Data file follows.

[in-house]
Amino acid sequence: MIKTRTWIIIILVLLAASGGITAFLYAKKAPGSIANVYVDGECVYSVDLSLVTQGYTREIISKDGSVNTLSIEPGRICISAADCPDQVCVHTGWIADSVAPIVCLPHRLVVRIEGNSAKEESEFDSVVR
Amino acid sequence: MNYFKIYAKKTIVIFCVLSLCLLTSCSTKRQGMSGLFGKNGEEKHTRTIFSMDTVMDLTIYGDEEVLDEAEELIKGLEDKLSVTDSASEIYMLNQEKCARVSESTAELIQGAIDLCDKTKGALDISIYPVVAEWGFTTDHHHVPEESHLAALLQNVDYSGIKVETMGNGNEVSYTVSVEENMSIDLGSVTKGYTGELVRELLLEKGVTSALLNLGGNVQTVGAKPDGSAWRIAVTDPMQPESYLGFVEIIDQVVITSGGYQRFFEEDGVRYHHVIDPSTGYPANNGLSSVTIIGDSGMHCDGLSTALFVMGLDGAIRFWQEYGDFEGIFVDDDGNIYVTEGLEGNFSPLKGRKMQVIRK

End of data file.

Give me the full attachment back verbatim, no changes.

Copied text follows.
[in-house]
Amino acid sequence: MIKTRTWIIIILVLLAASGGITAFLYAKKAPGSIANVYVDGECVYSVDLSLVTQGYTREIISKDGSVNTLSIEPGRICISAADCPDQVCVHTGWIADSVAPIVCLPHRLVVRIEGNSAKEESEFDSVVR
Amino acid sequence: MNYFKIYAKKTIVIFCVLSLCLLTSCSTKRQGMSGLFGKNGEEKHTRTIFSMDTVMDLTIYGDEEVLDEAEELIKGLEDKLSVTDSASEIYMLNQEKCARVSESTAELIQGAIDLCDKTKGALDISIYPVVAEWGFTTDHHHVPEESHLAALLQNVDYSGIKVETMGNGNEVSYTVSVEENMSIDLGSVTKGYTGELVRELLLEKGVTSALLNLGGNVQTVGAKPDGSAWRIAVTDPMQPESYLGFVEIIDQVVITSGGYQRFFEEDGVRYHHVIDPSTGYPANNGLSSVTIIGDSGMHCDGLSTALFVMGLDGAIRFWQEYGDFEGIFVDDDGNIYVTEGLEGNFSPLKGRKMQVIRK